How could it be that I had never encountered anything like this before, at 33 years old? As I did more research, it became painfully clear that society heavily encourages women to keep their losses to themselves because “it’s not exactly a real loss.” They should get over it and move on, apparently. And the quieter women are about it, the more society misunderstands what they go through, the more awkward it becomes to talk about it, the less people, people including me, know what to say. It’s easy to be insensitive when you don’t understand something, and that is pretty much what happens to women when they bring up miscarriage. People are generally insensitive because they don’t get it and have never thought about what it might be like to go through it. The trauma is for many an unspeakable, gut-wrenching, a permanent painful memory that leaves a hole that is never truly filled, not even if you are able to have a baby afterward, which many women are not. A person going through this kind of trauma, the last thing they need is the insensitivity of others—loved ones included—minimizing their pain, accidentally blaming them, and making all sorts of other comments that do the opposite of help, simply because they don’t understand, largely because they haven’t been taught how to understand.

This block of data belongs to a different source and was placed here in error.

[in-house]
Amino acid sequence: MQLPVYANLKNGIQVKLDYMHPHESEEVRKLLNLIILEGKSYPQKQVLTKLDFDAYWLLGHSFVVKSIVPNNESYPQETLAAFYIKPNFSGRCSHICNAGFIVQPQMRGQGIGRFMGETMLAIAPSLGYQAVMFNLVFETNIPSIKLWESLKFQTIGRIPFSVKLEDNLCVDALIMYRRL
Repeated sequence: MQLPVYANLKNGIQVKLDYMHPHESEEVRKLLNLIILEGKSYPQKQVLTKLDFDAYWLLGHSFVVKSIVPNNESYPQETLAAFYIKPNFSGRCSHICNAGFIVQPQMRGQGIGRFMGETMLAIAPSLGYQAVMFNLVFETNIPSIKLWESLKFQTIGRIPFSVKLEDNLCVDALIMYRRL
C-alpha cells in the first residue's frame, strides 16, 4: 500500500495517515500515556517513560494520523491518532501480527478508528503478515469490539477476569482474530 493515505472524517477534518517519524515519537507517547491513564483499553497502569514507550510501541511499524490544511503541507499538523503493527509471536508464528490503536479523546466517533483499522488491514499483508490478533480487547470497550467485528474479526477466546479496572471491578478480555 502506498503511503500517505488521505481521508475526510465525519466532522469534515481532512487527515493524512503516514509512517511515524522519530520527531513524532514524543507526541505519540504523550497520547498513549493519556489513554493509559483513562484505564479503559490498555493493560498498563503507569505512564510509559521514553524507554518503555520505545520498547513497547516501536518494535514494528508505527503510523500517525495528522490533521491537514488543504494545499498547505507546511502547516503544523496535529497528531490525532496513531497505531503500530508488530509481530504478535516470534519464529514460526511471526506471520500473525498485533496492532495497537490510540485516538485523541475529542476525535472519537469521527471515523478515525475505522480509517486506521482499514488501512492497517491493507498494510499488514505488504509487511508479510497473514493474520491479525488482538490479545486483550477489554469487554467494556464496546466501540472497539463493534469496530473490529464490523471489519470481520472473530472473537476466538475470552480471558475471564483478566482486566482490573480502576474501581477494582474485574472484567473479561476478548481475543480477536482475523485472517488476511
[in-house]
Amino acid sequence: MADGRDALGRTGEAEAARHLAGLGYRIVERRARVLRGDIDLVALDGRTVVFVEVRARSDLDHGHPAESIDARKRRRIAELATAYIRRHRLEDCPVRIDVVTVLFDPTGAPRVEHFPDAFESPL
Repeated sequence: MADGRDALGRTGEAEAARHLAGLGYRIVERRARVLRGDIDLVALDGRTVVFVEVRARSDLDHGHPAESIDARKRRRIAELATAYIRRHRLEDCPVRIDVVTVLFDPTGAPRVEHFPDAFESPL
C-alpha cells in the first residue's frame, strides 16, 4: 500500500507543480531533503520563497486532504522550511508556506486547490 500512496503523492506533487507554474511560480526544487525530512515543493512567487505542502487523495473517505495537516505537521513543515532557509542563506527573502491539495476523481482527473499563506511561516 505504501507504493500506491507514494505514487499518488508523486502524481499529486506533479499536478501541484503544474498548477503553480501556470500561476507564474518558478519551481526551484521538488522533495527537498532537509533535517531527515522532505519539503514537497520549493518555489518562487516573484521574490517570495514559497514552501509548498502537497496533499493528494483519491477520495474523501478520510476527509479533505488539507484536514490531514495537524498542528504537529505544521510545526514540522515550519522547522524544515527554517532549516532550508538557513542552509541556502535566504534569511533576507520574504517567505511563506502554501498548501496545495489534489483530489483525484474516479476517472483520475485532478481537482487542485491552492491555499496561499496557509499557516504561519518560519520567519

That is why I felt compelled to connect with Dr. Jessica Zucker, to combine my poetry project with her campaign around miscarriage. I wanted to use my voice, to become an ally in raising awareness and reversing the silence of women who have experienced pregnancy loss.